Question: Bowtie2 - How can MAPQ be used to obtain uniquely mapped reads?
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gravatar for ej
9 months ago by
ej60
European Union
ej60 wrote:

Hi,

I am interested in extracting uniquely mapped reads from a bam file by filtering based on the MAPQ field.

I ran some tests to figure out what MAPQ threshold should be used but am having trouble understanding the results.

I ran bowtie2 on paired-end data and saw that when the reads are unique and map perfectly to the genome (no mismatches), the pair gets a MAPQ of 42.

When one mismatch is introduced in each read of the pair, the MAPQ drops to 24.

When both reads of the pair align to a repetitive region of the genome (no mismatches), the MAPQ is 32.

Why would the MAPQ of a pair that aligns to many regions in the genome (which I would like to filter out because it is not uniquely mapped) be higher than a pair that contains two mismatches (one in each read) but maps uniquely?

How should a threshold for uniquely mapped reads be determined?

Any help would be greatly appreciated.

sequencing chip-seq alignment • 480 views
ADD COMMENTlink modified 9 months ago by Kevin Blighe33k • written 9 months ago by ej60

Not a direct answer but 'unique' alignment this can be done with bowtie version 1 with --best and -m 1. This feature was then disabled in bowtie2.

In bowtie2, you can 'virtually' assure unique alignment. please read previous threads, like this:

ADD REPLYlink written 9 months ago by Kevin Blighe33k

Thank you so much for your help. Do you know of an example when a read has multiple alignments but will not have the XS tag?

ADD REPLYlink written 9 months ago by ej60

Also, from what I understand, AS is the alignment score of the read and XS is the score of the second best alignment. I used bowtie2 with default parameters so it is supposed to always choose the alignment with the best score, but I have some reads where the AS is lower than the XS. Why would this be?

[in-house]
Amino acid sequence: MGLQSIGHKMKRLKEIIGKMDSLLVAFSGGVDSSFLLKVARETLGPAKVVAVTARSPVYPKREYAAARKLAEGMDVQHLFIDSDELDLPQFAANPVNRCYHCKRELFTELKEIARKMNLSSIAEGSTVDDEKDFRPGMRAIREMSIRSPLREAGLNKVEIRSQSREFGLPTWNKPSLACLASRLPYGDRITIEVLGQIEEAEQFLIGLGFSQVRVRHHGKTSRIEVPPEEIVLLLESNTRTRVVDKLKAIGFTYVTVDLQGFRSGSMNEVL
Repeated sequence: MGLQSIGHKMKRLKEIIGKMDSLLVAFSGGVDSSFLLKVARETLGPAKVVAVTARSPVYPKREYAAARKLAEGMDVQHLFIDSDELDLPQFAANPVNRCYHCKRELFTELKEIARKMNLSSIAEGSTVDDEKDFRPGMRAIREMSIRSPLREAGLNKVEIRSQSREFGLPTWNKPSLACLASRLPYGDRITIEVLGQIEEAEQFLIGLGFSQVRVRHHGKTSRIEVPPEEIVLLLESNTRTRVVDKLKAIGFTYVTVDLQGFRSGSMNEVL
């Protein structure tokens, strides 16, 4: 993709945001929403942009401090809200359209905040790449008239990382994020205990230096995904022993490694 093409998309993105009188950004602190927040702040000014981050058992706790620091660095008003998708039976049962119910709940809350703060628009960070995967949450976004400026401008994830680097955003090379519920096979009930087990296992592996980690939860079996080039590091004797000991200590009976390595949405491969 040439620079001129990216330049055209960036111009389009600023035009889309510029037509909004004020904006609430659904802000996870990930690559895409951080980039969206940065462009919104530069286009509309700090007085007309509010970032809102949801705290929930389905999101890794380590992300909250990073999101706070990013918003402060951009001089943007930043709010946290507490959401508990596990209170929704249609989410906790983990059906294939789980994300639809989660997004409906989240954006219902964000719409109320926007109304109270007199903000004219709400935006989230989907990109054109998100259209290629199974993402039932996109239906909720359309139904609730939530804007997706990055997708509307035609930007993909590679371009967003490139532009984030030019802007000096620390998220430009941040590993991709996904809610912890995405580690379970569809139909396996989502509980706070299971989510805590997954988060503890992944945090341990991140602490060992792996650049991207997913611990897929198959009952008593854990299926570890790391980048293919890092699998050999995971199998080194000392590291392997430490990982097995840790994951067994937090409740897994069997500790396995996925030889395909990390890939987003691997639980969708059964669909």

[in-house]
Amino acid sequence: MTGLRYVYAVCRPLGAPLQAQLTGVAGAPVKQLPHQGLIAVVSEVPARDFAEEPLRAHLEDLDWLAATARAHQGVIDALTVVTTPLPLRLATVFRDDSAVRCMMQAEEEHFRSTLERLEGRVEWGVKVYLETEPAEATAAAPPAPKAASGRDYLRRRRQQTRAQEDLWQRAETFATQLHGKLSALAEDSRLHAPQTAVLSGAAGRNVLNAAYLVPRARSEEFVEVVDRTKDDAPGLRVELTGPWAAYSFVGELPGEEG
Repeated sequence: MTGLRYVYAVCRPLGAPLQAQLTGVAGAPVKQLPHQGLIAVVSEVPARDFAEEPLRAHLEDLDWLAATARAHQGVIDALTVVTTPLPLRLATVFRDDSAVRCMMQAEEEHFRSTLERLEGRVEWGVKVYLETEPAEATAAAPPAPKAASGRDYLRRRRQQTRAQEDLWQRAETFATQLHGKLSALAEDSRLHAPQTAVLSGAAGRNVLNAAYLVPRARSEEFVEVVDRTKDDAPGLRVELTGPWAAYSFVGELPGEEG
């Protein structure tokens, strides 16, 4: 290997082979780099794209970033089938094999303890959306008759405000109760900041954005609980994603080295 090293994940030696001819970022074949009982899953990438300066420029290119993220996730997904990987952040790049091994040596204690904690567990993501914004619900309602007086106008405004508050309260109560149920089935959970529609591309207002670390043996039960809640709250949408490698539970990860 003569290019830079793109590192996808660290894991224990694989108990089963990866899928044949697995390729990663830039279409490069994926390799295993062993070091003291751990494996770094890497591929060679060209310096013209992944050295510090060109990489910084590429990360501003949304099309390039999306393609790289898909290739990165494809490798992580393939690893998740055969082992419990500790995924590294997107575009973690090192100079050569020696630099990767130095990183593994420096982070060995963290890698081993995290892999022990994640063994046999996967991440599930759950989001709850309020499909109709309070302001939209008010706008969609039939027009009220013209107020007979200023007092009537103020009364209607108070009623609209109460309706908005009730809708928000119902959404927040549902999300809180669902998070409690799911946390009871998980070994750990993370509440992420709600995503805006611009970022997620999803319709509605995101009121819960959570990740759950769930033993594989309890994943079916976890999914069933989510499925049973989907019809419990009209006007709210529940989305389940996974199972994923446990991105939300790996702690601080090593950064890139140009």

ADD REPLYlink written 9 months ago by ej60

A quick scan across the forums reveals that the interpretation of AS and XS provokes a lot of questions on various forums.

Yes, AS is the alignment score for the read. After Bowtie2 is comfortable that it has found the best alignment, it sets AS and then continues to look to see where else in the reference the read may align. That's where XS comes into play...

If Bowtie2 finds another alignment location, a secondary alignment, it calculates and sets XS; thus, XS is the alignment score for the read other then the primary reported alignment.

Naturally, one would assume that XS must always be lower than AS, but it is not the case when considering paired alignments. In paired alignments, it is possible, for example, for read1 to be a secondary alignment, whilst read2 a primary alignment. If this concordantly-aligned pair reflects the best alignment for these mate-pairs / paired end reads, then that is when you will see a read having XS greater than AS.

Given how a large chunk of the genome is made up of repetitive sequence and that >50% of genes have known processed or unprocessed pseudogenes, I imagine that this scenario is more common than people believe. Cannot confirm that, though.

ADD REPLYlink written 9 months ago by Kevin Blighe33k
1

That makes sense, thank you so much I really appreciate your help!

ADD REPLYlink written 9 months ago by ej60
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